Yes, we could have done better, but we can not fix this.

        Yes, Obama has failed – but what is success ?

        Clearly he should not have withdrawn our forces from Iraq – but how many decades are you prepared to keep US troops stationed in afghanistan and Iraq and elsewhere to keep these countries from devolving to civil war or being over run by violent nutcases ?

        We have the power to destroy most any military force on the planet in short order, but absent multidecadal occupation we can not bring peace and democracy to another country by force. The people of those nations must want it, and they must want it bad enough to confront the violent elements of their people on their own. I do not see that anywhere and to the extent it might be possible – we are an impediment.

      • February 20, 2015 9:58 am

        To answer your questions Dave:
        1.”What is “an effective strategy” ? I believe that an effective strategy is one that results in the defeat of ISIS….and by defeat, I do not mean “kill every last one of them” nor do I believe that America is obligated to do this alone. By defeat, I mean stop the advance of ISIS in the region, and neutralize its ability to control significant territory and to recruit thousands of foreign fighters willing to conduct terrorist attacks on the West.

        2.”Do you honestly believe that the US can unilaterally resolve these problems absent the use of force ?” No. Did I ever say that?

        3.”Yes, Obama has failed – but what is success ?” See #1

        4.”…how many decades are you prepared to keep US troops stationed in afghanistan and Iraq and elsewhere to keep these countries from devolving to civil war or being over run by violent nutcases ?” I was not aware that I proposed that as a solution. Oh, right, I didn’t…..

    • February 19, 2015 9:43 pm

      jb: Agree about the Muslim fantasy world vs. the American fantasy world (although the “Fifty Shades” phenomenon was mostly driven by women). On Obama as a Muslim, not so much. (See my reply to Priscilla above.)

      • February 20, 2015 10:52 am

        Yeah, I don’t think that Obama is a Muslim. But, I do believe that he has natural empathy for Muslims, due to his upbringing and his associations. I would not have a problem with that, if he were more honest about it. I don’t believe that he is a Christian, either. And his dishonesty about that bothers me too.

  2. Ron P permalink
    February 19, 2015 11:33 am

    Does it really matter other than to Fox News what we call these individuals? Can we contain these individuals if the countries they are invading and the citizens they are torturing and killing do little about their actions? Why is it that the middle eastern countries can complain about American aggression, then ask for our help when their own citizens will do nothing other than run across another border and be willing to live in refugee camps instead of picking up arms and fighting for their own country. Seems like the Kurds are the only ones with balls enough to stand up to these invaders.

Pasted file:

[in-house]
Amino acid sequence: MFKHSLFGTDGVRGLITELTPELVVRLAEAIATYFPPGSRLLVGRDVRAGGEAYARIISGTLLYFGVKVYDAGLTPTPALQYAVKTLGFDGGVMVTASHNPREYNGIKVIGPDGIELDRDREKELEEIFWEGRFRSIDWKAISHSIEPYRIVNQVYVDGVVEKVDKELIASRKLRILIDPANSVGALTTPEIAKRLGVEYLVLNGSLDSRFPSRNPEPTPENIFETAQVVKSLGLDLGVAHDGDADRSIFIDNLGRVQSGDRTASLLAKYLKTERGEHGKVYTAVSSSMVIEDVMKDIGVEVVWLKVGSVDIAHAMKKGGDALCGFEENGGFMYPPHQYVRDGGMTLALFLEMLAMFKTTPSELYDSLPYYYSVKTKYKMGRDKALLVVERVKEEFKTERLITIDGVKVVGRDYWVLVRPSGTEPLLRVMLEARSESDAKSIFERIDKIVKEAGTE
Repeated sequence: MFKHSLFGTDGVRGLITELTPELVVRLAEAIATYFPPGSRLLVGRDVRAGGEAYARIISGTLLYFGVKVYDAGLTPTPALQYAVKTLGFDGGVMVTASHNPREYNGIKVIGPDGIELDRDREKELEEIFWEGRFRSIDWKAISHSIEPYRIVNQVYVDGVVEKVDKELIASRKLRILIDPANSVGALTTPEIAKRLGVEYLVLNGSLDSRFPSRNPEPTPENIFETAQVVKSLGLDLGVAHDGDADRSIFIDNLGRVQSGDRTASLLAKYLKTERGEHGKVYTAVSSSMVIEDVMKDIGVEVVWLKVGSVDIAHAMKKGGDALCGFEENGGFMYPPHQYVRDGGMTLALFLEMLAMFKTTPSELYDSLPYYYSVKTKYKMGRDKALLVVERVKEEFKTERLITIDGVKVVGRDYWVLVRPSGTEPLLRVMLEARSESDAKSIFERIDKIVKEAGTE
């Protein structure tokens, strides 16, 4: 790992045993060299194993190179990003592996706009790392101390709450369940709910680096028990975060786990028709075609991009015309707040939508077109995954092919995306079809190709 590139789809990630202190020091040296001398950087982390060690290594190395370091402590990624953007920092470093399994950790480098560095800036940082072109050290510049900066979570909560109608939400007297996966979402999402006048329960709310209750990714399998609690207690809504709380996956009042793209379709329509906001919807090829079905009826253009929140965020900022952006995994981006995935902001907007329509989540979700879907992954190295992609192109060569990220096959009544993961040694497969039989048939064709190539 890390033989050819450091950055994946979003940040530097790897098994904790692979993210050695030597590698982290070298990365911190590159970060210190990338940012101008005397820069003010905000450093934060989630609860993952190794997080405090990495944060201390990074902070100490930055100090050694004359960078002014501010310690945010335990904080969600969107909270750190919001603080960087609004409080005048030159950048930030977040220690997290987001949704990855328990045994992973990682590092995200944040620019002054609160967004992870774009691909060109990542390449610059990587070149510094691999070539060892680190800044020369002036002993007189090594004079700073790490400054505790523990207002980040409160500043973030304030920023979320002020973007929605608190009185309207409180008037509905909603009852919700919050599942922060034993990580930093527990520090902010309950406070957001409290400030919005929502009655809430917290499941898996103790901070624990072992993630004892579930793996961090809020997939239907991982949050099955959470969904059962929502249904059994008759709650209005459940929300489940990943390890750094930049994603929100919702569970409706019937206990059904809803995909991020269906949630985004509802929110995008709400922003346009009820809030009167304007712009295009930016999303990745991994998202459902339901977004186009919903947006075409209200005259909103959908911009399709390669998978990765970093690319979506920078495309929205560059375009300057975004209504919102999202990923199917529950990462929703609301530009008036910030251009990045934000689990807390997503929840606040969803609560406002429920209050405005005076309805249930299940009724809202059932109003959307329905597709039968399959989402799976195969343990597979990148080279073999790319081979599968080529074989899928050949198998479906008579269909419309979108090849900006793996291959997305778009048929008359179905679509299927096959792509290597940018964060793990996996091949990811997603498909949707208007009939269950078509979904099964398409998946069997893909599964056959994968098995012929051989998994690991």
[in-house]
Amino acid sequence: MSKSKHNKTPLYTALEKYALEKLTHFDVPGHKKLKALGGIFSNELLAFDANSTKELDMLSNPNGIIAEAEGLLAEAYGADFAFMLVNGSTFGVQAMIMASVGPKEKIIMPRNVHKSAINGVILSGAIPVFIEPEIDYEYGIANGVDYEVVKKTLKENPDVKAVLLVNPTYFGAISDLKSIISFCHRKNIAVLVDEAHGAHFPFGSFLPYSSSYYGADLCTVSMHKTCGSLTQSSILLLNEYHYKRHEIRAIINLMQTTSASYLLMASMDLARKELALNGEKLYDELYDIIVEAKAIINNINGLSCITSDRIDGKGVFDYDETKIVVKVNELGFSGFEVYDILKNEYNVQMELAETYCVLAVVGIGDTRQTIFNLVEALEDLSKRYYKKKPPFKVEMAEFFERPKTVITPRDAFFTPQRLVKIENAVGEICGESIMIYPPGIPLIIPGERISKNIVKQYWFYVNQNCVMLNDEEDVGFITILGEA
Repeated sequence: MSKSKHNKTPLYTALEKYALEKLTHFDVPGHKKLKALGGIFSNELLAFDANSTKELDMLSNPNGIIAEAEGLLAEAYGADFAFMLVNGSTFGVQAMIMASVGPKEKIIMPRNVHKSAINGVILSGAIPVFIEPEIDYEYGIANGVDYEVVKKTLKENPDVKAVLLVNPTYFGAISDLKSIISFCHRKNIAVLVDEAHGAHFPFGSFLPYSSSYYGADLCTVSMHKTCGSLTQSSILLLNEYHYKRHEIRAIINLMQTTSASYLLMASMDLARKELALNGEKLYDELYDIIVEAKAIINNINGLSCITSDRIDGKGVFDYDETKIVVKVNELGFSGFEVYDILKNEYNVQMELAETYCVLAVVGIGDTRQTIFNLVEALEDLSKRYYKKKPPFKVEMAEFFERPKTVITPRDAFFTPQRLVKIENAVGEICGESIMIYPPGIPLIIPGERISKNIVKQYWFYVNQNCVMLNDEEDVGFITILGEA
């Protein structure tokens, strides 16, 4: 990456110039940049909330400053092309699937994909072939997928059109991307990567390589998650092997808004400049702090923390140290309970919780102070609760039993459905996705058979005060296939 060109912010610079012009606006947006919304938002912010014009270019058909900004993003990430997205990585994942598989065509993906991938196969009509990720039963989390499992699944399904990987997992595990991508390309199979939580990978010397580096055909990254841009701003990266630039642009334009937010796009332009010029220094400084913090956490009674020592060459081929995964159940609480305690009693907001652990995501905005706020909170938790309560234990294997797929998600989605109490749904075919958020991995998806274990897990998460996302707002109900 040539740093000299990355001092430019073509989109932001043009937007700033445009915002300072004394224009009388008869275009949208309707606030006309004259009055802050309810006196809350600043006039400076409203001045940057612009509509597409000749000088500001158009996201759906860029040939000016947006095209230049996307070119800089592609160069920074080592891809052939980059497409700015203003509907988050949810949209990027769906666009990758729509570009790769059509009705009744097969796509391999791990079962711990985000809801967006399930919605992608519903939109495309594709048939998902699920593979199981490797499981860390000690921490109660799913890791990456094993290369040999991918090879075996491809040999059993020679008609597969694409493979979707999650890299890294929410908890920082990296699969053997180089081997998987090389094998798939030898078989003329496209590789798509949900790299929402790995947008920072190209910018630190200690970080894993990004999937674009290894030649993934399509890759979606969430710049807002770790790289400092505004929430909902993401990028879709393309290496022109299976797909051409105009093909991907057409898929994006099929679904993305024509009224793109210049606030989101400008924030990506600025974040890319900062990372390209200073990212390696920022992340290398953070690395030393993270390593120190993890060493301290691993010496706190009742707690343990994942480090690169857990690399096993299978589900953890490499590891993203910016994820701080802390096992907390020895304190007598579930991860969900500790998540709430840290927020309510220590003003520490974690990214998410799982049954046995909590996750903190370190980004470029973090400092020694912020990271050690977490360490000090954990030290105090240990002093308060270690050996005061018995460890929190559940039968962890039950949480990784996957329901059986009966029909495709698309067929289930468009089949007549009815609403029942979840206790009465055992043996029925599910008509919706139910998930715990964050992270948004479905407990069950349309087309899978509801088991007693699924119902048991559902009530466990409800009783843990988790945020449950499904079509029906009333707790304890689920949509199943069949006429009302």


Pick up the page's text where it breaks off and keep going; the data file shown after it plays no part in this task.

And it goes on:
I could care less if they call them terrorist, radicals or any other name. A Nazi was a Nazi and could have been called anything and their actions would have been the same. The whole world witnessed what they stood for. But the whole world (for the most part) picked up weapons and fought along side Americans to defeat the Nazi’s. Is that happening today? Is Jordan still flying missions or was that a pen prick they inflicted on ISIS right after their pilot was murdered? What about the Saudi’s? Are they waiting for ISIS to come to their country before doing anything?

    When the middle east citizens understand they will most likely die one way or the other, but fighting ISIS gives them a chance of survival, then maybe there will be enough individuals to defeat the enemy and begin the propaganda war needed to eliminate the threat for the long run.

    But getting back to Ricks comment about our interests in 50 shades of gray, I must remind you that there is a huge percentage of our population that probably has no idea what is happening in the middle east, Europe or in America today. If it isn’t something that tickles their fancy so they will shove their faces into a smart phone and search on that subject, they know nothing about the subject. So I suspect many in America would be like the people in the middle east. Not until the enemy was on their doorstep would they realize the enemy was near. And to what we call these people, when we can not even agree on a name (ISIL if you are a liberal, ISIS if you are a conservative), I doubt we will ever agree on what they should be called politically.

    • February 19, 2015 9:09 pm

      I think it does matter what you call it, Ron. It took a long time for anyone to call Hitler’s slaughter of the Jews (among others) genocide, and as a result it was denied and ignored for years.

      Global Islamic Jihad has some very specific goals, as well as strategies, just as Nazism did. A worldwide caliphate, sharia, destruction of Israel, death or enslavement of infidels, etc.